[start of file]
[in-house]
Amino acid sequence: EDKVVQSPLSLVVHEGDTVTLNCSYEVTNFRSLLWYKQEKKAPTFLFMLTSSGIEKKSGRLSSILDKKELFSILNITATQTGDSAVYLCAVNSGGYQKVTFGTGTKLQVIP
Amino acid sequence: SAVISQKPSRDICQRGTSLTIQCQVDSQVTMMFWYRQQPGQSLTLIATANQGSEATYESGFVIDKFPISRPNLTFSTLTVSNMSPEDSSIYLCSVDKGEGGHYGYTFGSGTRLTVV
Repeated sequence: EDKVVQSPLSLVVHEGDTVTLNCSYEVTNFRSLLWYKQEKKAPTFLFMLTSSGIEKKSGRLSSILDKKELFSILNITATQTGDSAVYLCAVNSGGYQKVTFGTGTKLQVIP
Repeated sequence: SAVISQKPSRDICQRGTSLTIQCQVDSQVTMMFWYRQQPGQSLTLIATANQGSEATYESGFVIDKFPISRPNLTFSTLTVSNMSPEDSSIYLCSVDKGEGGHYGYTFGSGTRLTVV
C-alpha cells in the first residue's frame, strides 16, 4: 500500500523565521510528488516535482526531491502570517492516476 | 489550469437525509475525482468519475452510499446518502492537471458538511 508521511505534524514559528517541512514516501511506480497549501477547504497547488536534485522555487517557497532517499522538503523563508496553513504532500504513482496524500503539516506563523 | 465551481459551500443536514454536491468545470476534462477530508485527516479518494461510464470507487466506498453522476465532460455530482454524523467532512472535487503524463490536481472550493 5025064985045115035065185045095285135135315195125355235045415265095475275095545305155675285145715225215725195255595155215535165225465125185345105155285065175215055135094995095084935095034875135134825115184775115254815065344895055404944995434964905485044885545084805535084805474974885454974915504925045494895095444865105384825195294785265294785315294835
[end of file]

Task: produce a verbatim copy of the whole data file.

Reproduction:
[in-house]
Amino acid sequence: EDKVVQSPLSLVVHEGDTVTLNCSYEVTNFRSLLWYKQEKKAPTFLFMLTSSGIEKKSGRLSSILDKKELFSILNITATQTGDSAVYLCAVNSGGYQKVTFGTGTKLQVIP
Amino acid sequence: SAVISQKPSRDICQRGTSLTIQCQVDSQVTMMFWYRQQPGQSLTLIATANQGSEATYESGFVIDKFPISRPNLTFSTLTVSNMSPEDSSIYLCSVDKGEGGHYGYTFGSGTRLTVV
Repeated sequence: EDKVVQSPLSLVVHEGDTVTLNCSYEVTNFRSLLWYKQEKKAPTFLFMLTSSGIEKKSGRLSSILDKKELFSILNITATQTGDSAVYLCAVNSGGYQKVTFGTGTKLQVIP
Repeated sequence: SAVISQKPSRDICQRGTSLTIQCQVDSQVTMMFWYRQQPGQSLTLIATANQGSEATYESGFVIDKFPISRPNLTFSTLTVSNMSPEDSSIYLCSVDKGEGGHYGYTFGSGTRLTVV
C-alpha cells in the first residue's frame, strides 16, 4: 500500500523565521510528488516535482526531491502570517492516476 | 489550469437525509475525482468519475452510499446518502492537471458538511 508521511505534524514559528517541512514516501511506480497549501477547504497547488536534485522555487517557497532517499522538503523563508496553513504532500504513482496524500503539516506563523 | 465551481459551500443536514454536491468545470476534462477530508485527516479518494461510464470507487466506498453522476465532460455530482454524523467532512472535487503524463490536481472550493 5025064985045115035065185045095285135135315195125355235045415265095475275095545305155675285145715225215725195255595155215535165225465125185345105155285065175215055135094995095084935095034875135134825115184775115254815065344895055404944995434964905485044885545084805535084805474974885454974915504925045494895095444865105384825195294785265294785315294835